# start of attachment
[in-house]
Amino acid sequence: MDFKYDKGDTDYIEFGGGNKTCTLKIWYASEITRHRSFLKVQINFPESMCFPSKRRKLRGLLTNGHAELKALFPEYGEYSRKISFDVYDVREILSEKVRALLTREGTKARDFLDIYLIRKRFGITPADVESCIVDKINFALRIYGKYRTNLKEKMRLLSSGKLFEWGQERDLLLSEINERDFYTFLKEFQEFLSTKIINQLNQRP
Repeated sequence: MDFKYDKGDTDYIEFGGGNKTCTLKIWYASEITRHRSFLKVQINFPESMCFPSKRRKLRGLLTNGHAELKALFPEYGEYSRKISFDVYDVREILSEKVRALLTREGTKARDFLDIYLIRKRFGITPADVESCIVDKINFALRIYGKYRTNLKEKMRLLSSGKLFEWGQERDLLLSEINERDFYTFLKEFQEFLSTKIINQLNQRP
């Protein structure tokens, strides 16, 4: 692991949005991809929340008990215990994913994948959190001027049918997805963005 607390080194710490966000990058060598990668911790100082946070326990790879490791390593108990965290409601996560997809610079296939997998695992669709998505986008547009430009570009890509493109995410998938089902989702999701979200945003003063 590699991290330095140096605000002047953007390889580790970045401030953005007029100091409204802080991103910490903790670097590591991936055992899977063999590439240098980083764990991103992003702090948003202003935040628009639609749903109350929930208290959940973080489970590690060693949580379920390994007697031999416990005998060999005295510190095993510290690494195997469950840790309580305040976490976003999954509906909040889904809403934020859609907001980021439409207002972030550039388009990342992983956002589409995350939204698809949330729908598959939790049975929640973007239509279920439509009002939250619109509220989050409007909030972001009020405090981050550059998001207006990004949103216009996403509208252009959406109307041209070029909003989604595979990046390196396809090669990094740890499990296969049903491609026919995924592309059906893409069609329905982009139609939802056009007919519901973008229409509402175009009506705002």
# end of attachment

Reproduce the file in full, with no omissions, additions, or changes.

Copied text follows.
[in-house]
Amino acid sequence: MDFKYDKGDTDYIEFGGGNKTCTLKIWYASEITRHRSFLKVQINFPESMCFPSKRRKLRGLLTNGHAELKALFPEYGEYSRKISFDVYDVREILSEKVRALLTREGTKARDFLDIYLIRKRFGITPADVESCIVDKINFALRIYGKYRTNLKEKMRLLSSGKLFEWGQERDLLLSEINERDFYTFLKEFQEFLSTKIINQLNQRP
Repeated sequence: MDFKYDKGDTDYIEFGGGNKTCTLKIWYASEITRHRSFLKVQINFPESMCFPSKRRKLRGLLTNGHAELKALFPEYGEYSRKISFDVYDVREILSEKVRALLTREGTKARDFLDIYLIRKRFGITPADVESCIVDKINFALRIYGKYRTNLKEKMRLLSSGKLFEWGQERDLLLSEINERDFYTFLKEFQEFLSTKIINQLNQRP
């Protein structure tokens, strides 16, 4: 692991949005991809929340008990215990994913994948959190001027049918997805963005 607390080194710490966000990058060598990668911790100082946070326990790879490791390593108990965290409601996560997809610079296939997998695992669709998505986008547009430009570009890509493109995410998938089902989702999701979200945003003063 590699991290330095140096605000002047953007390889580790970045401030953005007029100091409204802080991103910490903790670097590591991936055992899977063999590439240098980083764990991103992003702090948003202003935040628009639609749903109350929930208290959940973080489970590690060693949580379920390994007697031999416990005998060999005295510190095993510290690494195997469950840790309580305040976490976003999954509906909040889904809403934020859609907001980021439409207002972030550039388009990342992983956002589409995350939204698809949330729908598959939790049975929640973007239509279920439509009002939250619109509220989050409007909030972001009020405090981050550059998001207006990004949103216009996403509208252009959406109307041209070029909003989604595979990046390196396809090669990094740890499990296969049903491609026919995924592309059906893409069609329905982009139609939802056009007919519901973008229409509402175009009506705002």